Sales per year Without a License? Choose Other and then enter 0
You should comment on why, but don't have to. The main reason for all of these answers is that it should not be made easy for people to breed, sell and own wild animals. Please ask your friends to do the same so that the FWC gets the message loud and clear that Floridians do not approve of keeping wild animals captive.
FWC exotic, dangerous animal survey extended to Dec. 7
The Florida Fish and Wildlife Conservation Commission (FWC) has extended its deadline for the public to participate in an online survey that will help the agency develop new requirements for possessing Class I, II and III wildlife. The survey began on Nov. 3 and has been extended from Nov. 24 to Dec. 7. A limited response from the public resulted in the extension.
The Florida Fish and Wildlife Commission's licensing of exotic animals that poses a risk to humans in residential areas has been a bone of contention between the FWC and the Levy County Commission for several years.
Most recently, the county commission has objected to the licensing of an exotic animal sanctuary in Morriston's Small Farms area that ignored the county's zoning requirement covering such operations.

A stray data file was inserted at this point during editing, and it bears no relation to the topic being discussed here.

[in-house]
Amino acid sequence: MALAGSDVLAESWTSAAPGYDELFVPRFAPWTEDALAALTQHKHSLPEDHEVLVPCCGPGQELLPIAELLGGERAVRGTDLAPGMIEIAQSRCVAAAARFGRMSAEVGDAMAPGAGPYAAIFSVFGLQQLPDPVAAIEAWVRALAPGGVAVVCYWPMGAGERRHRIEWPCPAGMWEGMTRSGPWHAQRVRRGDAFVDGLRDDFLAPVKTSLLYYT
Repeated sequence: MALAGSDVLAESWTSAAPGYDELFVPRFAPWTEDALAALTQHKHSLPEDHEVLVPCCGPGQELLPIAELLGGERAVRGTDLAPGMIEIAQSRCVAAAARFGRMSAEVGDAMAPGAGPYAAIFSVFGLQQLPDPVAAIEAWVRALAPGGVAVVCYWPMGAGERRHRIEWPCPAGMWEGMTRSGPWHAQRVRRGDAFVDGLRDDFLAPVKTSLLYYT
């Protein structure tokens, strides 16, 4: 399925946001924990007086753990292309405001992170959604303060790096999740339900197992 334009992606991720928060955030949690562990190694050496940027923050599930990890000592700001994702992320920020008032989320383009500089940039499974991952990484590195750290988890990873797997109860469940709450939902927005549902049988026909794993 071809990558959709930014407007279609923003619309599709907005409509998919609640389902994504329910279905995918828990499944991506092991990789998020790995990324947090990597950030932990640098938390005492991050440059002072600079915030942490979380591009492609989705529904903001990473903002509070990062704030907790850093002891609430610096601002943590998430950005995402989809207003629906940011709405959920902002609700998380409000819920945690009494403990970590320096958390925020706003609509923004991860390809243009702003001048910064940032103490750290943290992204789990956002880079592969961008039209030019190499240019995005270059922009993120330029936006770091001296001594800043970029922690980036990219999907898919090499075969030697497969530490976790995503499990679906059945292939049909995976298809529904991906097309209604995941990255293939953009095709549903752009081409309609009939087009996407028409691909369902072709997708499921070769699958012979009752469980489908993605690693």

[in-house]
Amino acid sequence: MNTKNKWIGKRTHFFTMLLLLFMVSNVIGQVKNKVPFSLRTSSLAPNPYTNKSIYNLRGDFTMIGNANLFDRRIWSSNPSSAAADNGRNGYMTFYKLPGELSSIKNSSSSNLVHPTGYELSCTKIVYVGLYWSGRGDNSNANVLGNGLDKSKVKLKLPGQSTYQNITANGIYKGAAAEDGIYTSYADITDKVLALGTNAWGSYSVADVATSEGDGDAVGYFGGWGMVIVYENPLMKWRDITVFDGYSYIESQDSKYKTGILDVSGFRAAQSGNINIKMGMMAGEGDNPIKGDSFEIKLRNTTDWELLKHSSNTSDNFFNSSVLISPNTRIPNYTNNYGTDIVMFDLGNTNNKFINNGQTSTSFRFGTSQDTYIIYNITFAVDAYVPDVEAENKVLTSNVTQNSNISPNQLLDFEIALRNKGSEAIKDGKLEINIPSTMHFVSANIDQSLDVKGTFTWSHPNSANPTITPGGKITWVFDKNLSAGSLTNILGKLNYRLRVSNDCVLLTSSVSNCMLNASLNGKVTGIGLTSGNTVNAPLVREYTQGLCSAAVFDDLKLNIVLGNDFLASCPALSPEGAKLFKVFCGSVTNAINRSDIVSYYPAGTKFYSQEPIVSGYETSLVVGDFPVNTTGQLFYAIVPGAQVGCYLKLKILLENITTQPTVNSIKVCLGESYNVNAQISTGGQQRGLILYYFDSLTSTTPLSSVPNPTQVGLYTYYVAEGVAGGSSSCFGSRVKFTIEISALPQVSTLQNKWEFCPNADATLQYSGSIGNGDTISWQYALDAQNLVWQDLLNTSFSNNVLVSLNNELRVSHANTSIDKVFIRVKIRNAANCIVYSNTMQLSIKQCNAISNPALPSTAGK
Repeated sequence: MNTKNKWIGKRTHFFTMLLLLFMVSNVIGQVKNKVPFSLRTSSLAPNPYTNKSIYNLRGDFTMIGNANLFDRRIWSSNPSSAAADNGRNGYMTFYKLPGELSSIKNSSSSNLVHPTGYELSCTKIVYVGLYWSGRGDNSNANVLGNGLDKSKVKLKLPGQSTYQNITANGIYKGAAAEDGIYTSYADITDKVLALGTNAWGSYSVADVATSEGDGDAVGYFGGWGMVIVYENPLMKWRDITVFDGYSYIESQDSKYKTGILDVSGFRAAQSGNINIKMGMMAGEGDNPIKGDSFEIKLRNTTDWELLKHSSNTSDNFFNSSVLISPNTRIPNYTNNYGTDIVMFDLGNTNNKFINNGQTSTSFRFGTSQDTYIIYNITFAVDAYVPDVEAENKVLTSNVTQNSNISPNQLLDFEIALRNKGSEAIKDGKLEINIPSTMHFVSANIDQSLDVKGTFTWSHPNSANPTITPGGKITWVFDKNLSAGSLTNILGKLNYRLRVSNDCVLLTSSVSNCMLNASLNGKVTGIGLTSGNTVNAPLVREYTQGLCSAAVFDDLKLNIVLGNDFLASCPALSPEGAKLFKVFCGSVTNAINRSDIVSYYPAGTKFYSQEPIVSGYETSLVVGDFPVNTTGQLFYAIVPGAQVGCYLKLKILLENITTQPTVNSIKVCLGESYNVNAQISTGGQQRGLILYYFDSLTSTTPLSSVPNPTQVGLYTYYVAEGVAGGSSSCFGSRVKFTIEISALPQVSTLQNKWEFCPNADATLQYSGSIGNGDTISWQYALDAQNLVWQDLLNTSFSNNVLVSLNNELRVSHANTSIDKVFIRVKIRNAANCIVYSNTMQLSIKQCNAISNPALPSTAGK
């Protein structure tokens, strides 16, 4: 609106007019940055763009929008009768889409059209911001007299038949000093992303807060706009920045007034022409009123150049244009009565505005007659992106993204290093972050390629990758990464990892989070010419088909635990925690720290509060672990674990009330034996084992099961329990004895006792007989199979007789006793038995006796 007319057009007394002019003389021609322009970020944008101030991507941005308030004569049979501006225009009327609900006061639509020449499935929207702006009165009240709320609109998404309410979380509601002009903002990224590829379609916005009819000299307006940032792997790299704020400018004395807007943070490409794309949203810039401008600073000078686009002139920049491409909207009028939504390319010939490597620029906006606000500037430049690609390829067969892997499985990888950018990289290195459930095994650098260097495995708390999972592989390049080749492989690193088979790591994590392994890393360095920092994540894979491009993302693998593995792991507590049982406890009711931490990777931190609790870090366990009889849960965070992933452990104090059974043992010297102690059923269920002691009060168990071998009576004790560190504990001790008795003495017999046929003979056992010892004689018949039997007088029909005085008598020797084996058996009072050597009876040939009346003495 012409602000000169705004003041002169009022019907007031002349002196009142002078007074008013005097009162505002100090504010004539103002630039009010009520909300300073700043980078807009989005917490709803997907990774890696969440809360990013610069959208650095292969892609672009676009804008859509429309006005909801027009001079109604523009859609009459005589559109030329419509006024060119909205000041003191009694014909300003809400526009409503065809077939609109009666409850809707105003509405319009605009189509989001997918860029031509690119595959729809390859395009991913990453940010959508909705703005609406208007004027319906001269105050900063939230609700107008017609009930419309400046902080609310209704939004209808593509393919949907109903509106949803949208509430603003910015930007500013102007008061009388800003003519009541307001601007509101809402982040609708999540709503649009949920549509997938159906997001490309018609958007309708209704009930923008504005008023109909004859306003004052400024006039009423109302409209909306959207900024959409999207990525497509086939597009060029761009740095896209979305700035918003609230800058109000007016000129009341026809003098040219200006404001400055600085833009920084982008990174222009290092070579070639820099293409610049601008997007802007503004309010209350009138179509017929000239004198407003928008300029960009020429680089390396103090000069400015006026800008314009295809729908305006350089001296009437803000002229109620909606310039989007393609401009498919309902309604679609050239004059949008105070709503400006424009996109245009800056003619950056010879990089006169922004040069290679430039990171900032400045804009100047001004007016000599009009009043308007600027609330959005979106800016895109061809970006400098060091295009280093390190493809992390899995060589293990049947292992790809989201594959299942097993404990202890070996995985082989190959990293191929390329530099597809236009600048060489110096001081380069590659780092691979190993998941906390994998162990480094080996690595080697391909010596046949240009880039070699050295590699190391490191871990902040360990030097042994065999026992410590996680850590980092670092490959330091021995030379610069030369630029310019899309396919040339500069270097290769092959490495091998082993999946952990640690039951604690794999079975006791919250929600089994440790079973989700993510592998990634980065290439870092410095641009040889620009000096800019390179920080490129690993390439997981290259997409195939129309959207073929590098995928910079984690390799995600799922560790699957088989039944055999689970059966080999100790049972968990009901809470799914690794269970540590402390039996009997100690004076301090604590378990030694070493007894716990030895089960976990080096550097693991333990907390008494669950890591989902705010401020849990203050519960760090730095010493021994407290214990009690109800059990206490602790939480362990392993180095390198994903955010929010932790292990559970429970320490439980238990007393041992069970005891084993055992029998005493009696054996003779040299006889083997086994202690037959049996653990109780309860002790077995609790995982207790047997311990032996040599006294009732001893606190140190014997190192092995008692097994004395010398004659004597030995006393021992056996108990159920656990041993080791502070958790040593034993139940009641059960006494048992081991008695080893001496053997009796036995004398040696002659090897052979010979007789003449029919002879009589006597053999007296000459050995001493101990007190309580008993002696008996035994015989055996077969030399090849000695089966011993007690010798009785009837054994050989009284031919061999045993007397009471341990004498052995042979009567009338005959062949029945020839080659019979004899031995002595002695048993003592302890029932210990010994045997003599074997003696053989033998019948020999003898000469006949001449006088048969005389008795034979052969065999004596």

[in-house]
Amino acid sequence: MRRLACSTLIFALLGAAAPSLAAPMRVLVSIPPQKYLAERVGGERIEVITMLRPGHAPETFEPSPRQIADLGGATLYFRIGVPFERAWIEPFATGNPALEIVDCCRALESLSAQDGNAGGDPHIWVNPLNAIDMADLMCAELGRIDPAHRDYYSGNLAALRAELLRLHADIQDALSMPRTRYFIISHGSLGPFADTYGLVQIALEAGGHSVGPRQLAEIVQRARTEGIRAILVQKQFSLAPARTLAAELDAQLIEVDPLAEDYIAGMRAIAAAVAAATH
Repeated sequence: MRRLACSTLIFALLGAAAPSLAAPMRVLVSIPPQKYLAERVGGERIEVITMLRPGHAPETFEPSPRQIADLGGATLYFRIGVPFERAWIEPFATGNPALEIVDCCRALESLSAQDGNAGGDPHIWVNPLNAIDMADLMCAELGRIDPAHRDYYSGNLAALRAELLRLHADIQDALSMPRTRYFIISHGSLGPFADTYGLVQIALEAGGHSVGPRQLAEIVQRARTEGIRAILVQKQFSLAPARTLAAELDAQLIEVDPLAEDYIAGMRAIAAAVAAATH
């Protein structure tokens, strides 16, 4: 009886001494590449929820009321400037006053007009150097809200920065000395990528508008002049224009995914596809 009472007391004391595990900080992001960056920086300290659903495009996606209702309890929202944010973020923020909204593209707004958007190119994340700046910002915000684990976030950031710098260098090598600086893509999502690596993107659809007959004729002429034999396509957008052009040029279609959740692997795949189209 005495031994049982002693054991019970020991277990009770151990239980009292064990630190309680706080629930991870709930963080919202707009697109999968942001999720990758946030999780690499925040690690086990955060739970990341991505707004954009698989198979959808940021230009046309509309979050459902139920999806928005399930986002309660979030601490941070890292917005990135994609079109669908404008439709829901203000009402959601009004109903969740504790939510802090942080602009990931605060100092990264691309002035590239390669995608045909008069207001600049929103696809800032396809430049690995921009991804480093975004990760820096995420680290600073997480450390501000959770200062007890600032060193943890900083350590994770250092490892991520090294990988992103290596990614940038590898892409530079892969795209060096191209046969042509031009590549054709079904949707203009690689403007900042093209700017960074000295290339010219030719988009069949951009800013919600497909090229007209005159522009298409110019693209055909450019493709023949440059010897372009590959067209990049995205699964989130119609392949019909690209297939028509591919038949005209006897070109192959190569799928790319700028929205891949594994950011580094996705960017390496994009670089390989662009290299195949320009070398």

The county is home to three Class I licenses and four Class II licenses, according to the FWC website. Examples of Class I animals are: lion, tiger, chimpanzee, bear, rhinoceros, hippopotamus, leopard, gorilla. Examples of Class II animals are: monkey, some apes, wolf, coyote, jackel, badgers, bobcats, cougar, lynx, ocelots, alligators, ostrich.
Commissioner Lilly Rooks of Rosewood, who objected to the licensing of an exotic animal operation in the Otter Creek area two years ago, and Levy County Attorney Anne Bast Brown, have been in talks with the FWC to gain acceptance of a rule that requires exotic animal owners to comply with local building and zoning regulations and to have an emergency plan to cope with disasters and entry onto a property by law enforcement and emergency personnel.
Rooks said she felt the FWC was responsive to the county's concerns and was going to adopt the rule changes.
“They've already agreed to this stuff,” she said. “All they were supposed to do is put option 1 and option 2 to the commission.”
The FWC has posted the proposed rules and the two options in an online only survey seeking public input by Nov. 24.
In a press release, the FWC said, “The survey includes questions on whether Class I and II captive wildlife owners’ facilities should meet local building codes and/or zoning requirements and if wildlife owners should provide their Critical Incident and Disaster Plan to their county’s emergency manager.” There are other questions for shipping animals and hobbyists.
The first two questions in the online survey are of special interest to Levy County: